What is Trident and why do we have it?

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Right now as you read this, 135 officers and crew are silently drifting through the seven seas somewhere providing Britain’s “continuous-at-sea-deterrent’. The submarine they are on has towed array sonar, hull-mounted active and passive search sonar, 4 Spearfish heavyweight torpedoes and oh yes and up to 8 Trident II ballistic nuclear missiles providing the last line in Britain’s defence.

It is not military doctrine to use Trident as a first-strike weapon and is used only as a “last resort”. One of Theresa May’s first acts as Prime Minister would have been to issue her orders to be followed in the event of her death or being rendered uncontactable by a surprise nuclear attack. After being briefed by the Chief of Defence Staff, General Sir Nicholas Houghton, her options are said to include: “retaliate”, “put yourself under the command of the US, if it is still there”, “use your own judgment” and “go to Australia”. These handwritten orders will then be placed in the safe onboard the nuclear armed subs (Vanguard-class).

Today Britain has four Vanguard-class submarines, each armed with up to 8 Trident II D5 ballistic nuclear missiles. Up until the 1990s, Britain had a much larger nuclear arsenal – RAF bombers and tactical (battlefield) nuclear weapons used by the Army.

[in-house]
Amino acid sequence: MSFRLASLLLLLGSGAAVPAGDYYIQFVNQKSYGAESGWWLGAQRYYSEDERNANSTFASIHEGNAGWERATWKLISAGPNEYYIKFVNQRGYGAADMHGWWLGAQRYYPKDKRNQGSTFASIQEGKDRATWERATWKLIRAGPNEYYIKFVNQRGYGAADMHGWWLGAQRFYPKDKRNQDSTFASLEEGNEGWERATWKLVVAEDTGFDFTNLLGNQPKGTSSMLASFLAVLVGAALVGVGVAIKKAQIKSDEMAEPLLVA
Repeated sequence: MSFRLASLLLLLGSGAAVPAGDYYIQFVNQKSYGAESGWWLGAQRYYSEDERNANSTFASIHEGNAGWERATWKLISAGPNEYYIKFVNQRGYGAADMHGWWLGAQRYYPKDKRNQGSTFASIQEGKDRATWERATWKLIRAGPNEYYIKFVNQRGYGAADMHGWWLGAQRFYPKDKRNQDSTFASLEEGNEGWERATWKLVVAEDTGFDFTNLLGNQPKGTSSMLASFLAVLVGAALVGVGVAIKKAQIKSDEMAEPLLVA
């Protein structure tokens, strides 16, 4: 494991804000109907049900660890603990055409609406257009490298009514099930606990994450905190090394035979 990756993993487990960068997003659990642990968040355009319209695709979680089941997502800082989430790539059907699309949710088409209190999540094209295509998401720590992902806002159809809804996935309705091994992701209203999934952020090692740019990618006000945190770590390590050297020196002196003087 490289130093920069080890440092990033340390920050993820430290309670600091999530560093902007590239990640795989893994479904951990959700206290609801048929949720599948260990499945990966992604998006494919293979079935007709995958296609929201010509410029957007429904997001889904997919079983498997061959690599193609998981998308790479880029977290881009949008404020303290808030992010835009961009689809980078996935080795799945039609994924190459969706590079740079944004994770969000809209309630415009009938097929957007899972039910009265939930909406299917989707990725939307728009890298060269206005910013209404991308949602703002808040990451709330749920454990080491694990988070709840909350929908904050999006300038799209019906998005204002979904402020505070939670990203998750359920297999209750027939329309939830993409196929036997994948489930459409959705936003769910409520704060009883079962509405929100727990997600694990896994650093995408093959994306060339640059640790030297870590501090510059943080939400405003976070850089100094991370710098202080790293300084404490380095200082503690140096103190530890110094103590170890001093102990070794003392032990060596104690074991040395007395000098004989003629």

Critics say Trident relies too much on a single naval platform. America has air, land and sea options. As do the French – Europe’s only other nuclear power – with four squadrons of planes armed with nuclear weapons, as well as a nuclear-armed fleet of subs. And unlike France, Britain’s nuclear deterrent is heavily dependent on US technology.

Nine countries are believed to have Nuclear Weapons and with Britain having the largest defence budget in Europe maintaining nuclear capabilities show that it is still committed to NATO. However the missiles are made by Lockheed Martin in California, are maintained by the US Navy at a base in Georgia; where as the warheads are made at the Atomic Weapons Establishment in Aldermaston in Berkshire, but to a US design and by a consortium including two American companies. So as a country we rely totally on American technology.

The obvious question then is why do we have Trident? We are surely protected by the umbrella of American nuclear weapons under NATO, and they control our supply of missiles anyway. Well Russia is aggressive, China unpredictable, nuclear weaponry is proliferating: India, Pakistan, Israel and North Korea are all already armed. Trident doesn’t just provide the ultimate insurance policy, it’s a symbol of Britain’s place in the world. It also provides jobs: the replacement programme for the current Vanguard-class submarines creates 30,000 jobs, many at BAE Systems’ shipyard in Barrow-in-Furness, and at Rolls-Royce, which makes the nuclear propulsion units. HM Naval Base Clyde (the submarine base at Faslane) is the largest industrial site in Scotland.

The Government has considered various other options: being able to fire missiles from land, surface ships and aircraft but deemed them all to be more vulnerable. And as they’ll need to be designed from scratched they are far more expensive.

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Categories: Royal Navy

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